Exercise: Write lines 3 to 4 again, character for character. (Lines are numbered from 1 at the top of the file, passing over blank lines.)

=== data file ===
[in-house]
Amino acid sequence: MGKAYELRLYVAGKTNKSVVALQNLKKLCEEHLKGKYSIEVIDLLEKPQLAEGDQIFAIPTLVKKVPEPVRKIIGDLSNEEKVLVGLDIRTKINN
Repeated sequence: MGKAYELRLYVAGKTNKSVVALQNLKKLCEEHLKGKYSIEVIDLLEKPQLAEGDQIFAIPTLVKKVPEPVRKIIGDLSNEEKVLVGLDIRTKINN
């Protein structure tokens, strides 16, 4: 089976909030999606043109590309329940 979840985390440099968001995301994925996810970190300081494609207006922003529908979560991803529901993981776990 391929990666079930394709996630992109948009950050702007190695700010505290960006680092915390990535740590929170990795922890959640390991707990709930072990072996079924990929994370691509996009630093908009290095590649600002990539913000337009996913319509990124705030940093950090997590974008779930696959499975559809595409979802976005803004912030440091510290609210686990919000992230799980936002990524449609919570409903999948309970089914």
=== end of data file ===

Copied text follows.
Repeated sequence: MGKAYELRLYVAGKTNKSVVALQNLKKLCEEHLKGKYSIEVIDLLEKPQLAEGDQIFAIPTLVKKVPEPVRKIIGDLSNEEKVLVGLDIRTKINN
């Protein structure tokens, strides 16, 4: 089976909030999606043109590309329940 979840985390440099968001995301994925996810970190300081494609207006922003529908979560991803529901993981776990 391929990666079930394709996630992109948009950050702007190695700010505290960006680092915390990535740590929170990795922890959640390991707990709930072990072996079924990929994370691509996009630093908009290095590649600002990539913000337009996913319509990124705030940093950090997590974008779930696959499975559809595409979802976005803004912030440091510290609210686990919000992230799980936002990524449609919570409903999948309970089914």